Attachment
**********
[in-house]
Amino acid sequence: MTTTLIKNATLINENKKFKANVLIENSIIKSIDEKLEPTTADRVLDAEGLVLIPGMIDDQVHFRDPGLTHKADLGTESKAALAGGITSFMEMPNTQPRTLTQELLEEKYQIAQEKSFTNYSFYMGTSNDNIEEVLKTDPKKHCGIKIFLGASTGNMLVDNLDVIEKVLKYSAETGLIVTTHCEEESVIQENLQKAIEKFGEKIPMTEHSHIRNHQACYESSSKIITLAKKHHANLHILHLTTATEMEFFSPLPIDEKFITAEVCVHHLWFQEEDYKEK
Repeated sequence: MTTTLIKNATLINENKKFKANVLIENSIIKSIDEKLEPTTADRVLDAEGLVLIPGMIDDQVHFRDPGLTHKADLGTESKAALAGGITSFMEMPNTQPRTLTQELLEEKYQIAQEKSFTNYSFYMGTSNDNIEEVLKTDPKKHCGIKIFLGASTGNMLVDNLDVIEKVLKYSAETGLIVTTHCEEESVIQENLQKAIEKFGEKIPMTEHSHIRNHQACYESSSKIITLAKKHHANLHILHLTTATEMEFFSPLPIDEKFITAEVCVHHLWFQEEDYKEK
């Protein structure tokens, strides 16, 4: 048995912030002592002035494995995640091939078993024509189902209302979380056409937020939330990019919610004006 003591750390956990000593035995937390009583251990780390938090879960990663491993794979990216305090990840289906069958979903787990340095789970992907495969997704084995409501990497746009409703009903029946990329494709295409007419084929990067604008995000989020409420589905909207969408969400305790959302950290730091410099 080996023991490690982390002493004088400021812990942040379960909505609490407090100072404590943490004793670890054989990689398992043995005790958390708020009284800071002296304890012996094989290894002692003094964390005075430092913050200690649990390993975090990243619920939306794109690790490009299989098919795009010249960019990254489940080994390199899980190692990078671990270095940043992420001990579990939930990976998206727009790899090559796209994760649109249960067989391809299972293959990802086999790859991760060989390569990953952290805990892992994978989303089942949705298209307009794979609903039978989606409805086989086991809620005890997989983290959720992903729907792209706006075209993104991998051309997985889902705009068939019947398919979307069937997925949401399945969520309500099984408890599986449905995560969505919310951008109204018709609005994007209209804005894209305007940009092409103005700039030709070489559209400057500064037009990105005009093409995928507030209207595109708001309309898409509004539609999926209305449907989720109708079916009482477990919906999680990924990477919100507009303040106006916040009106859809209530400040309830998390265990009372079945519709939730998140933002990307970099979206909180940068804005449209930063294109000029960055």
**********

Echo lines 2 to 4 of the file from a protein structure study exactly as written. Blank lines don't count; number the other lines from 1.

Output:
Amino acid sequence: MTTTLIKNATLINENKKFKANVLIENSIIKSIDEKLEPTTADRVLDAEGLVLIPGMIDDQVHFRDPGLTHKADLGTESKAALAGGITSFMEMPNTQPRTLTQELLEEKYQIAQEKSFTNYSFYMGTSNDNIEEVLKTDPKKHCGIKIFLGASTGNMLVDNLDVIEKVLKYSAETGLIVTTHCEEESVIQENLQKAIEKFGEKIPMTEHSHIRNHQACYESSSKIITLAKKHHANLHILHLTTATEMEFFSPLPIDEKFITAEVCVHHLWFQEEDYKEK
Repeated sequence: MTTTLIKNATLINENKKFKANVLIENSIIKSIDEKLEPTTADRVLDAEGLVLIPGMIDDQVHFRDPGLTHKADLGTESKAALAGGITSFMEMPNTQPRTLTQELLEEKYQIAQEKSFTNYSFYMGTSNDNIEEVLKTDPKKHCGIKIFLGASTGNMLVDNLDVIEKVLKYSAETGLIVTTHCEEESVIQENLQKAIEKFGEKIPMTEHSHIRNHQACYESSSKIITLAKKHHANLHILHLTTATEMEFFSPLPIDEKFITAEVCVHHLWFQEEDYKEK
């Protein structure tokens, strides 16, 4: 048995912030002592002035494995995640091939078993024509189902209302979380056409937020939330990019919610004006 003591750390956990000593035995937390009583251990780390938090879960990663491993794979990216305090990840289906069958979903787990340095789970992907495969997704084995409501990497746009409703009903029946990329494709295409007419084929990067604008995000989020409420589905909207969408969400305790959302950290730091410099 080996023991490690982390002493004088400021812990942040379960909505609490407090100072404590943490004793670890054989990689398992043995005790958390708020009284800071002296304890012996094989290894002692003094964390005075430092913050200690649990390993975090990243619920939306794109690790490009299989098919795009010249960019990254489940080994390199899980190692990078671990270095940043992420001990579990939930990976998206727009790899090559796209994760649109249960067989391809299972293959990802086999790859991760060989390569990953952290805990892992994978989303089942949705298209307009794979609903039978989606409805086989086991809620005890997989983290959720992903729907792209706006075209993104991998051309997985889902705009068939019947398919979307069937997925949401399945969520309500099984408890599986449905995560969505919310951008109204018709609005994007209209804005894209305007940009092409103005700039030709070489559209400057500064037009990105005009093409995928507030209207595109708001309309898409509004539609999926209305449907989720109708079916009482477990919906999680990924990477919100507009303040106006916040009106859809209530400040309830998390265990009372079945519709939730998140933002990307970099979206909180940068804005449209930063294109000029960055």